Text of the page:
“We have worked hard over the past 15 months to best prepare this group of young men to represent both themselves and the country proudly. The focus will very much be on ourselves, our strengths and who we are. We’ll approach the first game like that and try to put ourselves in a good position.”

The All Whites have won just two games of their previous 17 games at U20 World Cups and were beaten 6-0 by USA in the round of 16 last time round.

The goal is to get at least that far again and help to further promote the sport in a country synonymous with rugby union.

“The All Blacks are the most successful team in world sport and an inspiration, but football is the most popular participation sport in New Zealand up to the age of 17 and we need to build on that grassroots popularity,” Buckingham said.

PERSONAL JOURNEY

Buckingham turned to coaching at 17 after stints as a youth player at Reading and Oxford. By the time he was 23, he had gained his Uefa A Licence while balancing a career as a teacher at Oxford & Cherwell Valley College.

Away from the classroom, he was coaching at Oxford United, starting with the U9s and progressing to Head of Coaching and then first-team coach under manager Chris Wilder.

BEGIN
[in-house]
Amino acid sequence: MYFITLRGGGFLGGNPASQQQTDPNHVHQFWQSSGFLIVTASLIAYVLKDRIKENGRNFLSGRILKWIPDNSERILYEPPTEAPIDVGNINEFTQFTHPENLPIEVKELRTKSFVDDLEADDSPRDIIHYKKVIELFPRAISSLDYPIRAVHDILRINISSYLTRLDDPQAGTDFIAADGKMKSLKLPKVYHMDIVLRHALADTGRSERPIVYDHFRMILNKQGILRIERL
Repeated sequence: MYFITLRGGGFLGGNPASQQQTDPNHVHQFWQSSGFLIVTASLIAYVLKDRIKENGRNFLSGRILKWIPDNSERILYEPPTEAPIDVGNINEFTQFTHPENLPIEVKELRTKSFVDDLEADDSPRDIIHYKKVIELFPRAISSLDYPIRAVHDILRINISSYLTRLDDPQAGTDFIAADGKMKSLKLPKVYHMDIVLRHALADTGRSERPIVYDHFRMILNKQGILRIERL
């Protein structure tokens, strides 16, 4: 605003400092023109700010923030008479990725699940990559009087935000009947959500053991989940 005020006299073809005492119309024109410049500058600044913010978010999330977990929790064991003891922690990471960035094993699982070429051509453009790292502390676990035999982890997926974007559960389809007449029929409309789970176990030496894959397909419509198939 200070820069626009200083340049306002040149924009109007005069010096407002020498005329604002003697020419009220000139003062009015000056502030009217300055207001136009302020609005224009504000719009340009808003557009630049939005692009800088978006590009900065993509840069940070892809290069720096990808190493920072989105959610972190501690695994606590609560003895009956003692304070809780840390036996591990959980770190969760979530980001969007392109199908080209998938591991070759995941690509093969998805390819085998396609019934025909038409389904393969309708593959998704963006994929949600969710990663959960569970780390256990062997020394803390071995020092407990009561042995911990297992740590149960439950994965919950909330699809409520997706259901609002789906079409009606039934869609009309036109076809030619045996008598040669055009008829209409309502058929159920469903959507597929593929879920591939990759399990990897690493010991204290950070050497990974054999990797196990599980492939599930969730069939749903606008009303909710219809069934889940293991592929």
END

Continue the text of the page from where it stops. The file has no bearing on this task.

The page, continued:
“A week before the start of the 2013/14 season I went with the first team to Portsmouth and we won 4-1,” he remembered. “I was promoted full-time to the first team after that.

Buckingham (second from the right) spent 10 years at Oxford United

Buckingham (second from the right) spent 10 years at Oxford United

“Chris Wilder was fantastic and it’s no surprise to see what he’s done and the longevity he’s had in the game. Players want to play for him, it’s as simple as that. He’s honest, looks after his players and staff, and is very clear about what he wants in terms of tactics, standards, fitness.

“He’s innovative too and even at that time was very creative when it came to things like set pieces. Man management and building relationships with your players is a huge part of coaching and managing and Chris is outstanding at that.”